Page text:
The abundances of proteins in mammalian cells can range from 1 to 107 copies per cell112,113  and, in plasma, circulating levels of proteins can exceed 1012.114  Global LC-MS/MS protein expression studies in cell lines can provide excellent proteome coverage with recent publications reporting ∼50% coverage of all predicted proteins for human cell lines.112,113  Detecting quantitative changes for each protein across this range of abundances requires extensive fractionation, significant instrument time, and one or more quantitative strategies. For this discussion, three quantitative strategies will be considered, including SILAC, isobaric tagging, and label-free approaches. The magnitude of detectable protein expression changes are defined by the linear dynamic range for each approach. The linear dynamic range for SILAC and isobaric tagging is around two orders of magnitude, whereas label-free quantification is around three orders of magnitude.115  However, the linear dynamic range can be extended in some cases depending on the complexity of the sample, LC-MS/MS platform, and LC-MS/MS settings. Targeted protein quantification studies by PC-IDMS LC-MS/MS have reported four to five orders of magnitude of linear dynamic range.115  The upper limit for the linear dynamic range occurs when the concentration (Ni, eqn 1.1) begins to approach and exceed the charges available per droplet. Thus, there reaches a point where more sample loaded onto the column becomes deleterious to quantitative measurements.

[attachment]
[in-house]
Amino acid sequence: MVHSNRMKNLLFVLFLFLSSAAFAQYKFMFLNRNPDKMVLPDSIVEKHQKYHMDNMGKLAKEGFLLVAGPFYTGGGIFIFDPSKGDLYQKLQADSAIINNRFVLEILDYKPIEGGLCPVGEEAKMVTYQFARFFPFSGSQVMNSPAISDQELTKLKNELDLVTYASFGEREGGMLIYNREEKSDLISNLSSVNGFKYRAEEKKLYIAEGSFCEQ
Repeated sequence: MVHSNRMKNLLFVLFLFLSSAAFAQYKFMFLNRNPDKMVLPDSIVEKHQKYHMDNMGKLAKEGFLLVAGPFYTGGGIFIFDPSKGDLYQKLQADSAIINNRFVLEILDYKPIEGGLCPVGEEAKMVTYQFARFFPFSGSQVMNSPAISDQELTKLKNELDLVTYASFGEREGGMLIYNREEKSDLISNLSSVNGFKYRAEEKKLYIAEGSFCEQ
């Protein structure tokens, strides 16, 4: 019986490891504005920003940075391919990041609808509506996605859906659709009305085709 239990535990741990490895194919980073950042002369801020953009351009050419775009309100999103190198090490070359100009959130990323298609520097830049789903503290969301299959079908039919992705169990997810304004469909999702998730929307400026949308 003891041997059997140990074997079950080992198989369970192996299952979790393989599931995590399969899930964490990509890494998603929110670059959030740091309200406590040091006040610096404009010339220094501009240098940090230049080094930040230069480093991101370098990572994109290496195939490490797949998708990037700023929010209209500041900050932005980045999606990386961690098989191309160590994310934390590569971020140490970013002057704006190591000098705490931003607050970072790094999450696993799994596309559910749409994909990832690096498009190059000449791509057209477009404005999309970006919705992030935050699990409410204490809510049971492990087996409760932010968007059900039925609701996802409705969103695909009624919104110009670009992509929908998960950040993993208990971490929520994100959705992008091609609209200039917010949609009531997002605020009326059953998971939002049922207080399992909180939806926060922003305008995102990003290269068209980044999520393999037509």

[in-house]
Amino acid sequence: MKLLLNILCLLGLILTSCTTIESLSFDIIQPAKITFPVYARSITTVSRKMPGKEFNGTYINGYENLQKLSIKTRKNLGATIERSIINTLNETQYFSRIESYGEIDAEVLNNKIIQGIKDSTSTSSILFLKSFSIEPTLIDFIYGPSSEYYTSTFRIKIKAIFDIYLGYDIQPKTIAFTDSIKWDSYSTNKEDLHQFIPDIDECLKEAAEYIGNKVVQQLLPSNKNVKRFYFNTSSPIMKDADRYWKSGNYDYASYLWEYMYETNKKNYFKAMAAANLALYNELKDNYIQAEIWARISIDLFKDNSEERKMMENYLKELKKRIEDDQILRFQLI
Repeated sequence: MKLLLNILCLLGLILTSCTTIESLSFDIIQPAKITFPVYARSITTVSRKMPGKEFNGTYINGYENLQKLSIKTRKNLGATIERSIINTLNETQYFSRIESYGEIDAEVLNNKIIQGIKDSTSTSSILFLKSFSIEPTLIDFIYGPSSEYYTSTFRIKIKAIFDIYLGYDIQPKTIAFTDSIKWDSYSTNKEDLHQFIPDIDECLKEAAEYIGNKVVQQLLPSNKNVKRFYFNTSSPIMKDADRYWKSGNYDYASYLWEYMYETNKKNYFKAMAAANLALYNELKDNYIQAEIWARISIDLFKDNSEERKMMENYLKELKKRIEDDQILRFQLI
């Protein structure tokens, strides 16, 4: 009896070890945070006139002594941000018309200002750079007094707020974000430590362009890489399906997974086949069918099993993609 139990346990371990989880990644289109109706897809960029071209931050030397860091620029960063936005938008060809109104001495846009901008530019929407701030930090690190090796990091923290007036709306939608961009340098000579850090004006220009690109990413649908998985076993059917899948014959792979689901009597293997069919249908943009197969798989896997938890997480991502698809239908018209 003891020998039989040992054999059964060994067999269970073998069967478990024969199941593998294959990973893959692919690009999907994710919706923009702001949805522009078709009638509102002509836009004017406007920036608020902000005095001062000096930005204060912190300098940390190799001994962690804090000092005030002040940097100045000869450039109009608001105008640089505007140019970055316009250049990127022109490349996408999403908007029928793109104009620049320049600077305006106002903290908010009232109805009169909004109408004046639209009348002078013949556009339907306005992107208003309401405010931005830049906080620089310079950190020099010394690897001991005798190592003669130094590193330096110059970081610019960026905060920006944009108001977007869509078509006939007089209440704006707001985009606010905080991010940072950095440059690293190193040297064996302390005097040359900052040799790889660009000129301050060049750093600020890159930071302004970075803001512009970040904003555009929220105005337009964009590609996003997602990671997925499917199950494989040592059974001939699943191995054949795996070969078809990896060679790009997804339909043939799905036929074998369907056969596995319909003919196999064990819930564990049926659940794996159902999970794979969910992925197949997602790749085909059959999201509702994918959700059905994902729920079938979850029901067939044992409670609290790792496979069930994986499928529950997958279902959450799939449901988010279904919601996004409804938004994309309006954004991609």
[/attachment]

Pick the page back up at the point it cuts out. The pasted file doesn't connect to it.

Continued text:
The diversity of MS-based quantitative proteomics experiments is immense, making a single set of optimal LC-MS/MS conditions impractical. Goals for each experiment can be significantly different and involve different LC-MS/MS platforms with distinct operating parameters. Furthermore, the technical expertise and established workflows for individual laboratories will be different resulting in a high degree of inter-laboratory variability.116  Given these factors, combined with the rapidly changing landscape of LC-MS/MS technology that is increasingly ‘blackbox’, it becomes necessary for each laboratory to efficiently and empirically develop optimized strategies for a broad range of quantitative proteomics experiments.